I would also add that “buying in smaller quantities” makes sense for some stores, but not for retailers interested in key item intensification. Sometimes telling customers what you believe in — by buying it with depth and conviction — can drive sales, margin and turnover if you have also edited your overall assortments to weed out the “fluff.”

Frank Riso
9 years 11 months ago

I would also add the need to cycle count and or inventory more frequently. Why? So as to not assume all is well. Sometimes we may need more merchandise and yet other times we may determine that some of the product is selling in one part of the country and not doing well elsewhere. Transferring the product can also lead to more full retail sales if we have better sales data and can verify by cycle counts. There is no such thing as too much data when it comes to managing the inventory.

W. Frank Dell II, CMC
9 years 11 months ago

What a retailer buys is an art, but how they buy is a science. There are formulas for buying that balance investment with holding and handling costs. Buying more frequently and in small quantity can be the same thing, but also can be wrong for food retailing. One retailer tried smaller quantity only to see warehouse handling costs increase and space utilization decrease. The far superior approach is to calculate the ideal purchase quantity considering all costs. Then buy when needed, not by fixed review. Too many buyers schedule to buy vendors by day of the week. This increases inventory by 30% on average and thus lowers turns.

Steve Montgomery
9 years 11 months ago

Buying in smaller quantities and doing so more frequently are great techniques to increase inventory turn. However, they may come with higher COGS. One reason many companies buy in quantity is for the quantity discounts that come with the larger purchases. True, in some case you can negotiate discounts based on annual or even seasonal quantity purchases, but frequent deliveries may drive up costs reducing some of the savings.

David Zahn
9 years 11 months ago
On the notion of buying less (and Steve’s point is quite accurate — that comes at a cost — the loss of volume or tiered pricing advantages), I had a colleague who worked for a large mass merchandiser who shared the following with me: A manufacturer of plastic clothes hangers was struggling to close out their year strong and were in desperate need of a big order. They approached the mass merchandiser and offered an extremely low price for a few rail car loads of hangers. However, the caveat was that the retailer had to accept the entire shipment at one time. The Buyer/Cat Manager responsible for that category did some math and realized that at the huge savings on the “buy” — the retailer could make huge profit on the “sell.” So, the deal was struck. What the Buyer/Cat Mgr had neglected to include was the cost of storing the product. A lack of warehouse space available to store the product until it could be sold forced the retailer to rent additional space JUST… Read more »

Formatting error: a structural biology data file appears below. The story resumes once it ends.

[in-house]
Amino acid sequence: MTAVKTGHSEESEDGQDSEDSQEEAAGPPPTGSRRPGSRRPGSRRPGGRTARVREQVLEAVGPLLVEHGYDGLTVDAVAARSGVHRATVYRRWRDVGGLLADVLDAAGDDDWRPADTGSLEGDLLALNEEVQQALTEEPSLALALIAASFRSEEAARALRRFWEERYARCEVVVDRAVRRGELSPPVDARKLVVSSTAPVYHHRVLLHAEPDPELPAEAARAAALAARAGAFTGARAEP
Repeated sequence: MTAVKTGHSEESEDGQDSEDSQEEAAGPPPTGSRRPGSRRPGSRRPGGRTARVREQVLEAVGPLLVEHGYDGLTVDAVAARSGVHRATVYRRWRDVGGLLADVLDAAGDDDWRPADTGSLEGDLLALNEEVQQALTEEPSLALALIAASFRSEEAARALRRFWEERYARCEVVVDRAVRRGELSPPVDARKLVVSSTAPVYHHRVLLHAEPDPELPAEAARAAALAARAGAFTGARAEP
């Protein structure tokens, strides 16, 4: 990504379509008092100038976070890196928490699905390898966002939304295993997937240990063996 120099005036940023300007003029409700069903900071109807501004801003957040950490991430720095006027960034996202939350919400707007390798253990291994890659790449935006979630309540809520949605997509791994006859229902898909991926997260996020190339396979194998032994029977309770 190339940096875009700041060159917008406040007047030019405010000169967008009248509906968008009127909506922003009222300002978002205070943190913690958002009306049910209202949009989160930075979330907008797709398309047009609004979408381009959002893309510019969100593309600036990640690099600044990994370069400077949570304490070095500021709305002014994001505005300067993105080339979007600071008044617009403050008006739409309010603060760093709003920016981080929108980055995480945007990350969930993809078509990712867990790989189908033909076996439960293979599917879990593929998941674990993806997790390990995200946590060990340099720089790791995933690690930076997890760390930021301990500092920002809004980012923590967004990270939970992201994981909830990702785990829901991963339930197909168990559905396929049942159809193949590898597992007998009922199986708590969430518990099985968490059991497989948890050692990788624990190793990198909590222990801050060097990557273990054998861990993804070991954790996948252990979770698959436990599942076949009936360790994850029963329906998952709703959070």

Ralph Jacobson
9 years 11 months ago

Some of the suggestions in the article aren’t appropriate for all retail formats. “Buy the best” and “Don’t discount” are nice positions to brag about, however, they don’t get the stock moving in mass merchandise/discounter environments.

In terms of “calling out the sludge,” an initial deep discount is typically the best bet. Remember, your first discount is usually your best discount. Swallow your pride and get the stock moving.

For higher-end product, I agree that discounting drives shoppers to seek those discounted items first, and it cheapens the full-price lines. Even in a supermarket, I do not recommend reducing perishable products. It only takes away sales from your fresh products.

Doug Garnett
Doug Garnett
9 years 11 months ago

I’d add a significant one: Advertise in smart ways that drive retail velocity. Because, in reality, demand is the biggest factor in driving inventory turn.

You will need to be careful. Far too many agencies would want to deliver only brand advertising to you. This is interesting work — but it’s only valuable over a 5-year window.

Smart, product oriented advertising campaigns can build your brand while also driving very immediate product demand.